In general and for most microorganisms, the MLST approach has many important advantages over other typing methods. MLST exhibits a high resolution power (89, 151) provided that the choice and number of examined genes are appropriate (90). Thus, this method is suitable for both epidemiological and population biology studies. MLST analysis is supported by an Internet database (http://www.mlst.net) at which isolate types can be characterized and deposited. There are also some limitations to the MLST approach, which has not yet been extensively used to characterize N. gonorrhoeae populations, as identified with other microorganisms. For example, based on MLST analyses, Salmonella enterica serovar Typhi (75), Mycobacterium tuberculosis (152), and Yersinia pestis (2) have been judged to have clonal population structures. To differentiate such clonal populations by MLST, the loci sequenced should include more rapidly evolving loci (181).

An MLST scheme for typing N. gonorrhoeae isolates was developed after examination of the genetic diversity of 18 gonococcal housekeeping genes as potential candidates for a more refined scheme (185). Subsequently, the number and choice of sequenced housekeeping genes have diverged in the few reports involving MLST analysis of N. gonorrhoeae isolates (7, 114, 129131, 163, 185). Some studies have used genes and gene fragments (n = 7 [abcZ, adk, aroE, fumC, gdh, pdhC, and pgm]) identical to those used for the MLST analysis of N. meningitidis isolates (http://pubmlst.org/neisseria; 7, 114), which permits evolutionary studies within the Neisseria genus. In some cases, fewer than seven housekeeping genes, combined with more rapidly evolving loci, have been analyzed (81, 82; M. Unemo, unpublished data). However, further evaluation of the specific array of genes useful for N. gonorrhoeae population analysis is warranted.

MLST analysis of N. gonorrhoeae isolates comprises a high level of reproducibility, typeability, and objectivity. However, the discriminatory ability of the present MLST schemes, examining seven housekeeping loci, is suboptimal for several epidemiological questions involving more microepidemiological analysis (71, 129131, 163; M. Unemo, unpublished data). An MLST typing scheme which seems to provide a higher discrimination has been developed based on the seven housekeeping genes abcZ, adk, fumC, gdh, glnA, gnd, and pyrD (184). However, this method needs to be further evaluated. Previous MLST schemes have been used to study the gonococcal population genetic structure, long-term epidemiology, and evolution (7, 114, 129131, 163, 184, 185). MLST has some significant limitations for routine typing because it is time-consuming and expensive and requires bioinformatics and genetics expertise in order to properly interpret data (Table 1).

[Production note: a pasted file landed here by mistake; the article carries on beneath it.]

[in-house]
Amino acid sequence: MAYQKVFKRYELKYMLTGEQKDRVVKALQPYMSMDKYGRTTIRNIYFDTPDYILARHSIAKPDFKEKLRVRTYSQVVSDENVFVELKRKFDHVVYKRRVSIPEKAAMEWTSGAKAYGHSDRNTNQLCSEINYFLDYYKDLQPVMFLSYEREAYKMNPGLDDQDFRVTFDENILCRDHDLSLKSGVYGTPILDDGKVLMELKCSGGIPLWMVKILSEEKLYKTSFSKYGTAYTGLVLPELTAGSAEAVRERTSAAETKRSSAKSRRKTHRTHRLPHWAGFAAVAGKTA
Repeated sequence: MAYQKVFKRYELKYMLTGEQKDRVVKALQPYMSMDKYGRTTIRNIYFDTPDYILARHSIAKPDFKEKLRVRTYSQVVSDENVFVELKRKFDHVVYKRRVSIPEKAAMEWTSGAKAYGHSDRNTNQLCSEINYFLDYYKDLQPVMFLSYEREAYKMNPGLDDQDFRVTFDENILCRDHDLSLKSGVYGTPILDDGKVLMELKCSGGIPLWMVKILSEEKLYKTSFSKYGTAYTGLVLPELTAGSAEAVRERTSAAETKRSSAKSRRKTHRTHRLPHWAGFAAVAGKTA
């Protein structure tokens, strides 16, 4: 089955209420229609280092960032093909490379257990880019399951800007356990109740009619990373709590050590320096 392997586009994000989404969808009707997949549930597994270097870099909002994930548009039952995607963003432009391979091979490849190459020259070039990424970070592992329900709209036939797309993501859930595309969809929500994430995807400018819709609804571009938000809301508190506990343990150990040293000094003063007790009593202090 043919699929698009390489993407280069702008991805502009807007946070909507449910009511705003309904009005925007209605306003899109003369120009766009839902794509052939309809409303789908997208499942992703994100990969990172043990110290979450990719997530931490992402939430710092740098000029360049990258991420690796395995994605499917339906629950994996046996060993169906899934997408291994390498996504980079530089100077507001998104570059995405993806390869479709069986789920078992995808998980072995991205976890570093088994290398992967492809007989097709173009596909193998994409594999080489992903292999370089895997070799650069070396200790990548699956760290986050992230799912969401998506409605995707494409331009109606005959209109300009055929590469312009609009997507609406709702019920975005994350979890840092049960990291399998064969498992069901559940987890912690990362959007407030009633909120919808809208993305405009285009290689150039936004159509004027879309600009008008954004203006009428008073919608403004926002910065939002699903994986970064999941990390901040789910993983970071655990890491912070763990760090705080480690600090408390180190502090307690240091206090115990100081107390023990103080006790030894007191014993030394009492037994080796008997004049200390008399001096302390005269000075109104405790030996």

Other Typing Methods

A number of other molecular typing methods have been used to type gonococcal isolates. Notably, MLEE (the “ancestor” of MLST) indexes allelic variation in multiple chromosomally encoded housekeeping enzymes (28, 29, 61, 110, 134, 143). This method measures relatedness between strains and identifies clonality. MLEE has low discriminatory power if clones are being examined, can be difficult to interpret due to differences in cultural growth conditions and enzyme productivity, and is very laborious. The MLEE method has largely been replaced by MLST for all bacterial species.

Lip typing (166) characterizes the number and sequences of repeats encoding a five-amino-acid sequence (AAEAP) in the lip gene, encoding an outer membrane lipoprotein (4, 194). By PCR amplifying lip and subsequently differentiating the sizes of PCR products, the number of the repeat-coding sequences can be predicted. DNA sequence analysis of the amplicons further differentiates N. gonorrhoeae strains with the same number of repeats, thus subtyping Lip patterns (166). This method has been used to characterize N. gonorrhoeae strains in outbreaks of quinolone resistance (105, 106, 167, 168) and in forensic evaluation when combined with other typing methods (30). The discriminatory ability of this method remains to be assessed. Because lip is highly conserved in pathogenic Neisseria species (4, 194), it may not be possible to differentiate gonococci from other Neisseria species in clinical specimens.